There are two policy initiatives of this government which go a long way toward providing a more level playing field for this great Australian icon. They are the equalisation of excise levels on boutique alcoholic beverages and the enshrining of the sealed duty-free shopping bag in the legislation for the new tax system. There was a great deal of inequity previously in excise levels between drinks derived from fermented and lowly taxed alcohols, that is, between drinks derived from fermentation as distinct from distillation.

You might ask what does it matter what source they are derived from; it is still alcohol. Nevertheless, those two forms of alcohol were treated quite differently. It always seemed unfair to me that those longstanding distilled products like Bundaberg rum, the many whiskies, gins and other products that we sell in this country, when mixed with something like Bundaberg ginger beer or the various colas, attracted one level of excise while the more modern products, referred to sometimes as designer drinks—you are all familiar with those so I will not mention them by name: I am not being too pejorative when I say that some are little better than firewaters and are based on wine products while others are based on fermented alcohol—were taxed at a much lower rate. To me that seemed inequitable.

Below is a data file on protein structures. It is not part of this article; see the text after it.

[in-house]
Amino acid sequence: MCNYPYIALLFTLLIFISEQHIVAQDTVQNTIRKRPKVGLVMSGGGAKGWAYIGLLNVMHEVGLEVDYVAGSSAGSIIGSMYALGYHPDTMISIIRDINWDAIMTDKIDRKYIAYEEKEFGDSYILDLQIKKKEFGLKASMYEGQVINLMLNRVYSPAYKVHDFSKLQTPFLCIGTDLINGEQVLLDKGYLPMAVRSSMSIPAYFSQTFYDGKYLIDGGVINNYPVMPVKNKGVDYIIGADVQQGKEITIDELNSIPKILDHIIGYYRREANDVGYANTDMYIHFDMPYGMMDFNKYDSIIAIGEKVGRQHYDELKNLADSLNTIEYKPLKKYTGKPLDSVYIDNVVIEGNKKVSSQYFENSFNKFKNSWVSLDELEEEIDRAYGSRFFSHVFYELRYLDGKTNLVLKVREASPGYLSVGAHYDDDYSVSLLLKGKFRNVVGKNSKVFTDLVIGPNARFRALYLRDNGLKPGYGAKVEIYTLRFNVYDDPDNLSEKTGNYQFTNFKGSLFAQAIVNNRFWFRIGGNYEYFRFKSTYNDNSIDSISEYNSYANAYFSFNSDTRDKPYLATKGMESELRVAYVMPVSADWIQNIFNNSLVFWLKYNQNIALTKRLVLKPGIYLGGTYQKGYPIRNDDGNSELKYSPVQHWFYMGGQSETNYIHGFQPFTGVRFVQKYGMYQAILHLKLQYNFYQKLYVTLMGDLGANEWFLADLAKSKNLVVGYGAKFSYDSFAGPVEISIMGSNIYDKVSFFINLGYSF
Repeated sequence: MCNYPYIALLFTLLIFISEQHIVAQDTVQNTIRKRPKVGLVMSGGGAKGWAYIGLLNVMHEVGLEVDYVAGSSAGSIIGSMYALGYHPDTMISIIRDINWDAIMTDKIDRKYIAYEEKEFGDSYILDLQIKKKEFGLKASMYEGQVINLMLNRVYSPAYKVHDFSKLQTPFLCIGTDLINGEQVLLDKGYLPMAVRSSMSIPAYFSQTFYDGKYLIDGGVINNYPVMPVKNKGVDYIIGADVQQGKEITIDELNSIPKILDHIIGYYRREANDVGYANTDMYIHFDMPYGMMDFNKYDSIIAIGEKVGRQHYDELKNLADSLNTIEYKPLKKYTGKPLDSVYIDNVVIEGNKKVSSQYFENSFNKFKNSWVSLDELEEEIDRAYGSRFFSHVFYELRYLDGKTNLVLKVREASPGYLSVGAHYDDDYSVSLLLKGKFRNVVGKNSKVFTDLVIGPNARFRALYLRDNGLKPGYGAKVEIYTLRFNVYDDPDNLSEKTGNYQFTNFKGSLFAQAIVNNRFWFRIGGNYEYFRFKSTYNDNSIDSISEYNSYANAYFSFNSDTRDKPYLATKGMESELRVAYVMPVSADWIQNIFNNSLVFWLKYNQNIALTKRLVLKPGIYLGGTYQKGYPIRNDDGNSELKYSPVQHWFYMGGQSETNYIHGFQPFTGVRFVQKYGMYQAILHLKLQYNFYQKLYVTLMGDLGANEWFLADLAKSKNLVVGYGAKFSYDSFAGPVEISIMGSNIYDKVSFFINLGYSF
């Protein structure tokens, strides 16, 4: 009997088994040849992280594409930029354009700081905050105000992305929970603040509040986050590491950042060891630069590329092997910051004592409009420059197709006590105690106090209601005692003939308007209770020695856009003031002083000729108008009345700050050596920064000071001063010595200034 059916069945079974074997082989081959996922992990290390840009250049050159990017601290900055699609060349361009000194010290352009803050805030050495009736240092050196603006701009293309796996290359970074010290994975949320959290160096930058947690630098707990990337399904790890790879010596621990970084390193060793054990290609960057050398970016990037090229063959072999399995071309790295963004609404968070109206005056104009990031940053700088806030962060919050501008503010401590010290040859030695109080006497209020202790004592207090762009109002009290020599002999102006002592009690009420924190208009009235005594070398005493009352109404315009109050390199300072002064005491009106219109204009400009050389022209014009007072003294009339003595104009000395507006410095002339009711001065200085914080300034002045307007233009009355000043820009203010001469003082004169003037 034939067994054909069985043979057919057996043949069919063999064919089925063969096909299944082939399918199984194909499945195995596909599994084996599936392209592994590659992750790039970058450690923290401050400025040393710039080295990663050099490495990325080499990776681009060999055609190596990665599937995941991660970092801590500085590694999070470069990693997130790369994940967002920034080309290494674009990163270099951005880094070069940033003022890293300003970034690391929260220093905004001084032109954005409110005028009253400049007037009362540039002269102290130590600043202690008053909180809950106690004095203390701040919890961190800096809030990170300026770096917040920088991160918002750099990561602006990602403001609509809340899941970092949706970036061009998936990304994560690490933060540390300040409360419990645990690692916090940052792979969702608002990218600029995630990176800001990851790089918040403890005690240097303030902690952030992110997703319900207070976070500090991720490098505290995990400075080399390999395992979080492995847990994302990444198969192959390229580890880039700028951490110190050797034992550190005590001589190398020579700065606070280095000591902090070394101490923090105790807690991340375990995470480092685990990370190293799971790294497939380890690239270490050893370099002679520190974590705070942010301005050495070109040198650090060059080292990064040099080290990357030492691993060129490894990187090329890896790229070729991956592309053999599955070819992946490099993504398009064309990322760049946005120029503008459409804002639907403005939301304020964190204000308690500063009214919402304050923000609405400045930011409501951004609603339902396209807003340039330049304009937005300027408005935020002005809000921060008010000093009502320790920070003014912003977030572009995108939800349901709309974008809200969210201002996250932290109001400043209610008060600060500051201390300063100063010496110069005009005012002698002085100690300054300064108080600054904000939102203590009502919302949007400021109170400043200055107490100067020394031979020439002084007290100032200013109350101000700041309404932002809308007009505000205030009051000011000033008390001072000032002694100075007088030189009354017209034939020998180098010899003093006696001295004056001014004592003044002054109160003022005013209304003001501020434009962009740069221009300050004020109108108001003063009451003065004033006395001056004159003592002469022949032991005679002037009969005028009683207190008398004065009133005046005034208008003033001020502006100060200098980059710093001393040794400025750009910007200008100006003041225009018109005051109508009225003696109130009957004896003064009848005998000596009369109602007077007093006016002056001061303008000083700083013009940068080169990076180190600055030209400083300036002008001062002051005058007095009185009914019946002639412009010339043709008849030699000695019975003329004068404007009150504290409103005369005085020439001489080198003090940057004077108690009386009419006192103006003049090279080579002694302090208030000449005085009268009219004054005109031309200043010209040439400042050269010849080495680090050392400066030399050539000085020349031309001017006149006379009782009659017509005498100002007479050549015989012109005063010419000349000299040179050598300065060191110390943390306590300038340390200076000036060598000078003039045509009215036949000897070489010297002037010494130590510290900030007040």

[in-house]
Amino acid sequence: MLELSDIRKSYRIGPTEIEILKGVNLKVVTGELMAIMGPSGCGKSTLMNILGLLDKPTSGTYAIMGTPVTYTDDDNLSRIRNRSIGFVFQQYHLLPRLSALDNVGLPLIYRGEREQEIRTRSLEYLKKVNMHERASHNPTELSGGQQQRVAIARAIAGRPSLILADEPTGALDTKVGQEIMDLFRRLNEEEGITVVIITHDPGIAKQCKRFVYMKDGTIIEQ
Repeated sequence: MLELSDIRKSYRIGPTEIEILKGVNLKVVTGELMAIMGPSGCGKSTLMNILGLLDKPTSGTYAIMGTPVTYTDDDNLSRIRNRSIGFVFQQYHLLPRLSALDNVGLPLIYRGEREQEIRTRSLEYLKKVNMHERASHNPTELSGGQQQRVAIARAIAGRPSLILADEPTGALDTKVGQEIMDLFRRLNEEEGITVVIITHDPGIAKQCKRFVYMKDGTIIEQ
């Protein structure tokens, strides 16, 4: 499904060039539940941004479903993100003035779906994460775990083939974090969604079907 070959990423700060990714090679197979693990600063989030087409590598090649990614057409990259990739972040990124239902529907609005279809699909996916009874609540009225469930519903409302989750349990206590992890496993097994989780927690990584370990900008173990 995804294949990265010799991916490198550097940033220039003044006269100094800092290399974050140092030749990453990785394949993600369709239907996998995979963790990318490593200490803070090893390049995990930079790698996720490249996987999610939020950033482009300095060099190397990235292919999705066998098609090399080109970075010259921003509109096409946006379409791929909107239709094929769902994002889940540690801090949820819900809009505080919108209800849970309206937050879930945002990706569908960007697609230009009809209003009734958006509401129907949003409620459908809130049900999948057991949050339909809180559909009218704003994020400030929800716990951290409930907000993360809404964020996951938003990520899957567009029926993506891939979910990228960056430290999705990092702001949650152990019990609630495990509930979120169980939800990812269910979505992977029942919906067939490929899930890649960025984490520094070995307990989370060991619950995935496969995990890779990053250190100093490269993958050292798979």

The Bundaberg Distilling Co. and the various whisky companies in Australia were always very responsible with their mixed drinks and always kept them roughly to the level of a super-beer. However, many of these firewaters were quite excessive in the amount of alcohol they contained, bearing in mind that young people were the ones who drank these products. Under the government's legislation, all these drinks will be treated equally and fairly.